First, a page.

Though Maus focuses largely on the Jewish people, the narrative generally avoids issues of religion. To what extent are the major characters religious? What role does religion play in their lives? We’re going to talk about if and to what extent Artie and his father Vladek are religious and why we believe religion is avoided in the book.
Surprisingly, Maus doesn’t include much talk about religion while it could and maybe should be a big theme in the book as the story is told by a Jew, captured because of his religion. We feel this might be done on purpose because of several reasons.
One of the explanations is focused on the narrative point of view. The story is mostly focussed on Vladek and in the book it becomes evident Vladek doesn’t really want to be remembered about the war, for example when he burns Anja’s diaries. As Judaism is the only reason he was captured, he is probably less likely to mention it.
Another explanation comes from the writer’s point of view. Artie doesn’t exactly tell the story like his father told him because that’s simply impossible. Thus, Artie has a big influence on the way the story is told. This could explain the lack of religion because the writer doesn’t want to focus on the fact that they’re Jewish but on the fact they’re normal human being to emphasise the horrors of the war. Although this is true there are a few small mentions on the religion of both Vladek and Artie.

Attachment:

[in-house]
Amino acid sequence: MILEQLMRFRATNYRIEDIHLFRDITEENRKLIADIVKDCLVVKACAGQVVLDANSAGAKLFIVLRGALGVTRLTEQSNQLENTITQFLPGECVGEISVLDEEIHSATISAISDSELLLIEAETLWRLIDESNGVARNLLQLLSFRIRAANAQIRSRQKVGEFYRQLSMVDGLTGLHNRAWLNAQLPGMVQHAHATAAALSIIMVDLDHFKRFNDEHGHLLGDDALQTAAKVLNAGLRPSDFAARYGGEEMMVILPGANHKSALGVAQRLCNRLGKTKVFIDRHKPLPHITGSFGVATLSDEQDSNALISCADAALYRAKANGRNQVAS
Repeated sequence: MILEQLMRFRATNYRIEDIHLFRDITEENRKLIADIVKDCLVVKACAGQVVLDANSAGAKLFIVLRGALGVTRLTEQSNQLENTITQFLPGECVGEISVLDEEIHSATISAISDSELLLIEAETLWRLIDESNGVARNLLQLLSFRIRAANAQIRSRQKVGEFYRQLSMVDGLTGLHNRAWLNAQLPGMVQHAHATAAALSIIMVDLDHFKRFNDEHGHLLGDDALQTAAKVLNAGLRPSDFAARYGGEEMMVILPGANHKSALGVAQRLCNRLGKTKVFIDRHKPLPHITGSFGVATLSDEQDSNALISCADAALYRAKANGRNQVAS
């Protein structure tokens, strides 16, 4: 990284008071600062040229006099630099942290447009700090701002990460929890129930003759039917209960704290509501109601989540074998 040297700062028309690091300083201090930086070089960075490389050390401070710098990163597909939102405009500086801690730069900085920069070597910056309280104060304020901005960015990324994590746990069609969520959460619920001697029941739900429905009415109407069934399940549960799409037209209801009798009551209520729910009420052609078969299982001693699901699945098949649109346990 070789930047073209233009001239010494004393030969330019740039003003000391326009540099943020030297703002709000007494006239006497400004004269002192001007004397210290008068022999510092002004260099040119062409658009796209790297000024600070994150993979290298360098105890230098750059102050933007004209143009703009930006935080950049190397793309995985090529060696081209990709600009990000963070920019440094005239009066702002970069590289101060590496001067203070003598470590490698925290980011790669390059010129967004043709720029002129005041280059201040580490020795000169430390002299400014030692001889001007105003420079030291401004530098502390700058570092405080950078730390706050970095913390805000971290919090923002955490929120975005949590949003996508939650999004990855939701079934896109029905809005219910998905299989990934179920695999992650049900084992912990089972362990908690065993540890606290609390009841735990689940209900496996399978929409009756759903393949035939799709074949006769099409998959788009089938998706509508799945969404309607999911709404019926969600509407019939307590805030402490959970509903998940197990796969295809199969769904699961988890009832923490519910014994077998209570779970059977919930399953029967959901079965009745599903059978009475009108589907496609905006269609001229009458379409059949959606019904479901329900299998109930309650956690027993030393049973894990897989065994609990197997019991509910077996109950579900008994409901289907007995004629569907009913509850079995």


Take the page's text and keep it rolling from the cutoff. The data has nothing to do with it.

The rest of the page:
Firstly, we’d like to focus on Artie. We know that he was raised religious because his bar mitzvah is mentioned in the book. So we are allowed to expect him being still religious while he doesn’t mention it a lot.
On the other hand, Vladek is extremely religious. We know this by several of the stories that he told. For example on page 59 where he talks about his dream about Parshas Truma and it becoming reality. It is remarkable to notice that Artie doesn’t know what a Parshas is and thus we can conclude he isn’t that extremely religious
Furthermore, Vladek tells us he used to pray each day while in the camps because it kept him going and there was nothing else to do. Also, he quite often tells stories about speaking a lot of Yiddish with other Jews to avoid Germans understanding them.
We can conclude that religion does play a big role in Vladek’s life but Artie and thus Art Spiegelman doesn’t let it play a big part in his life and the book.